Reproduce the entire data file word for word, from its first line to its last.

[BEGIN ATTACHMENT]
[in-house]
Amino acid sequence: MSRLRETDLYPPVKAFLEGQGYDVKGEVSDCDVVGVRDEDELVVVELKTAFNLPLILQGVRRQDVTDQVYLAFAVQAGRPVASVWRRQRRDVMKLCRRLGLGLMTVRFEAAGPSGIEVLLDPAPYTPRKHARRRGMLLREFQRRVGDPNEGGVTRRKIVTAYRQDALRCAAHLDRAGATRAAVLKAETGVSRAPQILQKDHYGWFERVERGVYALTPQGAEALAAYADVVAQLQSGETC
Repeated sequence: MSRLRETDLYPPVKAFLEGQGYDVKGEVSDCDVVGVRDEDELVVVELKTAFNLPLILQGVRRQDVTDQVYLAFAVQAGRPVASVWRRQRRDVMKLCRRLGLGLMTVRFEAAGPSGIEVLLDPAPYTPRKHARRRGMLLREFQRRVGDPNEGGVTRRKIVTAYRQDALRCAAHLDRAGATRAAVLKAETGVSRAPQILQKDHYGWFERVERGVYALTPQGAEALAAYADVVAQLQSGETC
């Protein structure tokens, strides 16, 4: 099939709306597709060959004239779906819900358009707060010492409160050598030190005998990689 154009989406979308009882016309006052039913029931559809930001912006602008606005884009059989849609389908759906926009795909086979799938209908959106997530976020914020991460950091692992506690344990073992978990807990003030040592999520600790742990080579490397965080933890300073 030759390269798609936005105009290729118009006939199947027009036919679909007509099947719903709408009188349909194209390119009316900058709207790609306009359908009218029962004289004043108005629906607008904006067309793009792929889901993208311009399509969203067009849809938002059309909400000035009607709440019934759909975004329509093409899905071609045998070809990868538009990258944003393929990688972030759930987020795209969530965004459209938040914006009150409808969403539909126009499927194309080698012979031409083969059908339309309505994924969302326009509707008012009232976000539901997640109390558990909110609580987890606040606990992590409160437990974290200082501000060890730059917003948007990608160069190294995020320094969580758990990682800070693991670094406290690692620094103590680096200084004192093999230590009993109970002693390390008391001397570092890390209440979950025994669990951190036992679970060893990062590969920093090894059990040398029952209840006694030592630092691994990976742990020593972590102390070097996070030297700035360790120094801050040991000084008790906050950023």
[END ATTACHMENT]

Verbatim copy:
[in-house]
Amino acid sequence: MSRLRETDLYPPVKAFLEGQGYDVKGEVSDCDVVGVRDEDELVVVELKTAFNLPLILQGVRRQDVTDQVYLAFAVQAGRPVASVWRRQRRDVMKLCRRLGLGLMTVRFEAAGPSGIEVLLDPAPYTPRKHARRRGMLLREFQRRVGDPNEGGVTRRKIVTAYRQDALRCAAHLDRAGATRAAVLKAETGVSRAPQILQKDHYGWFERVERGVYALTPQGAEALAAYADVVAQLQSGETC
Repeated sequence: MSRLRETDLYPPVKAFLEGQGYDVKGEVSDCDVVGVRDEDELVVVELKTAFNLPLILQGVRRQDVTDQVYLAFAVQAGRPVASVWRRQRRDVMKLCRRLGLGLMTVRFEAAGPSGIEVLLDPAPYTPRKHARRRGMLLREFQRRVGDPNEGGVTRRKIVTAYRQDALRCAAHLDRAGATRAAVLKAETGVSRAPQILQKDHYGWFERVERGVYALTPQGAEALAAYADVVAQLQSGETC
């Protein structure tokens, strides 16, 4: 099939709306597709060959004239779906819900358009707060010492409160050598030190005998990689 154009989406979308009882016309006052039913029931559809930001912006602008606005884009059989849609389908759906926009795909086979799938209908959106997530976020914020991460950091692992506690344990073992978990807990003030040592999520600790742990080579490397965080933890300073 030759390269798609936005105009290729118009006939199947027009036919679909007509099947719903709408009188349909194209390119009316900058709207790609306009359908009218029962004289004043108005629906607008904006067309793009792929889901993208311009399509969203067009849809938002059309909400000035009607709440019934759909975004329509093409899905071609045998070809990868538009990258944003393929990688972030759930987020795209969530965004459209938040914006009150409808969403539909126009499927194309080698012979031409083969059908339309309505994924969302326009509707008012009232976000539901997640109390558990909110609580987890606040606990992590409160437990974290200082501000060890730059917003948007990608160069190294995020320094969580758990990682800070693991670094406290690692620094103590680096200084004192093999230590009993109970002693390390008391001397570092890390209440979950025994669990951190036992679970060893990062590969920093090894059990040398029952209840006694030592630092691994990976742990020593972590102390070097996070030297700035360790120094801050040991000084008790906050950023």